Australian Curriculum Links:
- Biological Sciences: The growth and survival of living things are affected by the physical conditions of their environment (ACSSU094)
- Chemical Sciences: Changes to materials can be reversible, such as melting, freezing, evaporating; or irreversible, such as burning and rusting (ACSSU095)
- Science As A Human Endeavour | Level:- 5/6Outcome Statement:- Science involves testing predictions by gathering data and using evidence to develop explanations of events and phenomena (ACSHE081) (ACSHE098)
- Important contributions to the advancement of science have been made by people from a range of cultures (ACSHE082) (ACSHE099)
- Scientific understandings, discoveries and inventions are used to solve problems that directly affect peoples’ lives (ACSHE083) (ACSHE100)
- Science Inquiry Skills | Level:- 5/6Outcome Statement:- With guidance, pose questions to clarify practical problems or inform a scientific investigation, and predict what the findings of an investigation might be (ACSIS231) (ACSIS232)
- With guidance, plan appropriate investigation methods to answer questions or solve problems (ACSIS086) (ACSIS103)
- Decide which variable should be changed and measured in fair tests and accurately observe, measure and record data, using digital technologies as appropriate (ACSIS087) (ACSIS104)
- Use equipment and materials safely, identifying potential risks (ACSIS088) (ACSIS105)
Student Self Assessment:
3-2-1 Reflection activity
- Three things I learned
- Two (best) connections I made
- One thing I would like to investigate further
Teacher Assessment Practices
Students’ notebooks assessed:
- Compare P.O.E. activities from first and second experiments – check for growth in understanding
- Students’ experiment design – understanding “fair tests”; appropriate method and research question
- Student discussions
- Understanding of relevant terminology
- Ziplock bags
- Other foods (student-directed)
- Mould work booklet (PDF)
Other books could be used
- Disgusting food invaders (Owen)
- Our Living World – Fungi (Tesar)
- Nature Close Up – Slime, Moulds & Fungi (Pascoe)
- Zoom in on… House of Horrors (Spilsbury)
- Howard Florey: Miracle Maker (Murray)
- Micro Mania (Brown)
- YouTube videos (decomposition; mould growth)
Lesson 1: What do we know about mould and other microbes?
This lesson introduces the ideas of mould and microbes to the students. Through some provoking questions in a written form of ‘Think Pair Share’, students’ prior knowledge on this subject will be investigated.
- What is mould?
- What is bacteria?
- What does mould do?
- Where do we find mould?
- Are there “good” and “bad” micro-organisms? Explain your answer.
With guidance, students set up mould growth experiment – place bread in zip-lock bag with a small amount of water, store in a dark place. Students introduced to “Predict-Observe-Explain” (POE), and complete “predict” component.
“Making Connections” and “Wonderings and Questions” section of student notebook also introduced to provide a framework for student inquiry.
Lesson 2: What happened in our experiment?
This lesson follows up the bread-mould experiments set up the first lesson. Children will be equipped to explore resources so that they can develop an understanding of how and why the results occurred.
Students observe and draw results in their Scientist’s notebook (“observe” component of POE). Show two YouTube videos with a zoomed in depiction of mould growth to help students conceptualise what has happened. Students to undertake brief research into why their bread went mouldy, and record at least one “fact”. Use of index and note-taking skills to be briefly modelled by teacher.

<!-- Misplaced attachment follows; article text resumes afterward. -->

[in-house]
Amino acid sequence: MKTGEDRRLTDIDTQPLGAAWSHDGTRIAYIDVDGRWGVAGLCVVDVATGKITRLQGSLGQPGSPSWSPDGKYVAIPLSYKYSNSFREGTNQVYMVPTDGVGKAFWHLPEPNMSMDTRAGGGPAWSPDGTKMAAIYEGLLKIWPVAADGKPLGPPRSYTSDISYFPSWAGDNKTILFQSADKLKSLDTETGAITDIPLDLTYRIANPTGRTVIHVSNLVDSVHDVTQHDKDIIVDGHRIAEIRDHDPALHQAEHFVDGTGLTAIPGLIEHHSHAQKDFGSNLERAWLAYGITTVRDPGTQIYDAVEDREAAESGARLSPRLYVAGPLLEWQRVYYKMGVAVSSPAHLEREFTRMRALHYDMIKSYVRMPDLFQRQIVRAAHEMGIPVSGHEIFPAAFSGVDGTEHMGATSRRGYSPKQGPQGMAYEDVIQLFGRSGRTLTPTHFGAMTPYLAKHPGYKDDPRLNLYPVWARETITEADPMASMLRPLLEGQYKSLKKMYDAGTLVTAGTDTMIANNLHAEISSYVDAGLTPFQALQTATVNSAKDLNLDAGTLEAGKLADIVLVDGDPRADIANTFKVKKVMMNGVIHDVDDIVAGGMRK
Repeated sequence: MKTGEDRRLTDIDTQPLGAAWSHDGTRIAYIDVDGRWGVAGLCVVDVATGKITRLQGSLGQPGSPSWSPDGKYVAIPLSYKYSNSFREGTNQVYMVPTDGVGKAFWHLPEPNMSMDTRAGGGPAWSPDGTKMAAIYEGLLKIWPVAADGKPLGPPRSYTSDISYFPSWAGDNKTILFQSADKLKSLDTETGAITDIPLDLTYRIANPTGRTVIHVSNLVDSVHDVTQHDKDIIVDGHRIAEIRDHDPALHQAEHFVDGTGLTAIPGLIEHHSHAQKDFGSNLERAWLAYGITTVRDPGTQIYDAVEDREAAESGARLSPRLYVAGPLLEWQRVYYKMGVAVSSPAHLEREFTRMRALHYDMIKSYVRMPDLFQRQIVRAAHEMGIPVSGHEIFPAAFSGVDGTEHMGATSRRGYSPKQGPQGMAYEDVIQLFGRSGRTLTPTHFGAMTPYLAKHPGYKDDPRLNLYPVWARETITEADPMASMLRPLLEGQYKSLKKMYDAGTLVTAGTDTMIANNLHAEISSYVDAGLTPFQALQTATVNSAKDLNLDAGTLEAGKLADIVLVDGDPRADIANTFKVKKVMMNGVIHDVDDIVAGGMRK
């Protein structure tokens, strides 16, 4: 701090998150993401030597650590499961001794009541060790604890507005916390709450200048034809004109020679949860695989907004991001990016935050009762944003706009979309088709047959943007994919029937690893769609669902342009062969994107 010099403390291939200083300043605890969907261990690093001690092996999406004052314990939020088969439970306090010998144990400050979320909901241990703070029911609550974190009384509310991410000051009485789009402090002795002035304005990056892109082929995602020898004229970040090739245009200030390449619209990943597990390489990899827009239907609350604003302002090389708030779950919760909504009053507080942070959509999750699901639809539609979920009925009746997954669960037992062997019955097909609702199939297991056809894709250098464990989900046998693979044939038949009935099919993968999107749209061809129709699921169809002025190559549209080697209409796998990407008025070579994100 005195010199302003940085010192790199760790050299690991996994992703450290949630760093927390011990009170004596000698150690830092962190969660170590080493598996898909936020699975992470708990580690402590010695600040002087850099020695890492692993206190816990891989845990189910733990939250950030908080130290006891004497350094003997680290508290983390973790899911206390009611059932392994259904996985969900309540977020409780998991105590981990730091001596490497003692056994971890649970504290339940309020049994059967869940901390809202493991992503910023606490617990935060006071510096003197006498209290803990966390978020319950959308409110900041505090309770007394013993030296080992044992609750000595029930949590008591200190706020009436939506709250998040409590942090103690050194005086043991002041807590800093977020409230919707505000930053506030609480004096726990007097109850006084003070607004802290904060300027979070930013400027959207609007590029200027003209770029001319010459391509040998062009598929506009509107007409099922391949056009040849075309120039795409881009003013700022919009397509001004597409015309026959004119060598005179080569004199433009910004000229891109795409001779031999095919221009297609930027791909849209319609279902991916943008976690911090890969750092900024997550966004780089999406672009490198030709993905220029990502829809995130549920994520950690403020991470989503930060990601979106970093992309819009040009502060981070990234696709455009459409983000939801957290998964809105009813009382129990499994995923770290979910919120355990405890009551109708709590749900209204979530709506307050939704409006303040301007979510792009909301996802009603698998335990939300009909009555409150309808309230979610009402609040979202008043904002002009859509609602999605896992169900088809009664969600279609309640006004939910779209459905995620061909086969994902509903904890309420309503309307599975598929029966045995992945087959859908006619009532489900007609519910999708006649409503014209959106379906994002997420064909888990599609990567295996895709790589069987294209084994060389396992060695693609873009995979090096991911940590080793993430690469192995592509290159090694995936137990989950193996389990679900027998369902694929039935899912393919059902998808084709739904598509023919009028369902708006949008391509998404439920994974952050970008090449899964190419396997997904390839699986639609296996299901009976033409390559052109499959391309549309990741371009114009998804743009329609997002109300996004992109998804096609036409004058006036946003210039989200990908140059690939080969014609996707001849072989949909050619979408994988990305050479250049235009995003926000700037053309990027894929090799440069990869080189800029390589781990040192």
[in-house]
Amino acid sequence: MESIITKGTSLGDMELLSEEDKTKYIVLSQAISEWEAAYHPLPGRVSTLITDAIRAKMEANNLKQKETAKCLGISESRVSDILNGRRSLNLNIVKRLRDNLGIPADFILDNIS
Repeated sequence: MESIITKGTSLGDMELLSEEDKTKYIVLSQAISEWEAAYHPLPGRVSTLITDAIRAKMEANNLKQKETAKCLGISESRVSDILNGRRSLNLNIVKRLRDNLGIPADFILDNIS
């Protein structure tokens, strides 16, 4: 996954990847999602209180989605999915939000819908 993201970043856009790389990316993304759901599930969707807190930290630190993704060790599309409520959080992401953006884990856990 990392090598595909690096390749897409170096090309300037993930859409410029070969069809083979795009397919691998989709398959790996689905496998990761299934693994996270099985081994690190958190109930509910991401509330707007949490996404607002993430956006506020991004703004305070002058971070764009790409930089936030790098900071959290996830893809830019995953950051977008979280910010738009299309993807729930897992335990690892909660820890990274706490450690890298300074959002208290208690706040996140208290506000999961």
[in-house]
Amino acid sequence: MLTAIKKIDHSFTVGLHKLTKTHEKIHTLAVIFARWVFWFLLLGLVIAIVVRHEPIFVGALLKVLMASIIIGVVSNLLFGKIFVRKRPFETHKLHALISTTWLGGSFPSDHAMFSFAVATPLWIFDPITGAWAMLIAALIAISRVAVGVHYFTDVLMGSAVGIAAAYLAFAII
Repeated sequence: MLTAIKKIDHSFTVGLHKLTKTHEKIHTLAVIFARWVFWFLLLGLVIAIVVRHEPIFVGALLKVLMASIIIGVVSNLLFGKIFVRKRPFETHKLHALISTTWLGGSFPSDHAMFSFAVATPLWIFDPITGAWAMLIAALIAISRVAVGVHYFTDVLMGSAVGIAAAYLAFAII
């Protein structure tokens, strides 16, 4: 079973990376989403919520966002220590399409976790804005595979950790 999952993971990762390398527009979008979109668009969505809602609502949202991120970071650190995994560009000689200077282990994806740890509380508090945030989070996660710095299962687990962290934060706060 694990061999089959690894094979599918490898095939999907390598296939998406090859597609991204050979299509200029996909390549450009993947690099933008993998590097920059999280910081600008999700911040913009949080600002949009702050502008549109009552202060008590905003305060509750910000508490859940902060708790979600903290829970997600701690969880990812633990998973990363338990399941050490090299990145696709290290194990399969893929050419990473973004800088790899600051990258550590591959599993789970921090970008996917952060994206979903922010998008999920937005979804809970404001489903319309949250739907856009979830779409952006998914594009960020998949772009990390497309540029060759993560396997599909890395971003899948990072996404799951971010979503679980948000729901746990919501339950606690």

http://www.youtube.com/watch?v=JsQHWj2RfXg (up to 1:12)
Lesson 3: What else can we find out about mould?
This lesson extends the ideas that have been investigated in the first two lessons. Students will set up an experiment to elaborate on their new understanding about mould.
Using the ideas of ‘working scientifically’, students will be supported to set up their own further investigation. They can use different foods (e.g. compare bread brands, compare bread with fruit) or different variables (e.g. moisture vs. dryness, light vs. dark etc.). This will be brainstormed in experiment pairs, then shared and checked for its feasibility by the teacher. Method and “Prediction” (second POE) recorded in the Scientist’s Notebook.
YouTube video of decomposition: http://www.youtube.com/watch?v=c0En-_BVbGc
Lesson 4: Working scientifically, and investigating “good moulds”
This lesson follows up on the previous experiments to help students develop a framework for scientific investigations.
The concepts of scientific investigation to be revised and recorded – “How do we work scientifically?” A key part will be the construction of an anchor chart as a group.
Student understanding of mould will also be extended beyond our own bread mould growth with a mini-research into the question of “why might mould and decomposition be helpful?” It helps students make connections between what we have studied and the role of mould in systems and society.
Lesson 5: What did we learn about mould?
This final lesson in the mini-unit brings together the unit and encourages students to reflect on what has been covered.
Students complete “Predict-Observe-Explain” section for their second (comparative) experiment. Encourage observations and explanations to link with their predictions, and use scientific terminology.
Students discuss and complete the reflection section in their Scientist’s notebook:
- 3 things I learned
- 2 connections I made
- 1 thing I would like to investigate further
As a class, we will explore the story of Howard Florey (penicillin scientist), as an application of students’ understanding about mould that has been developed throughout the unit.
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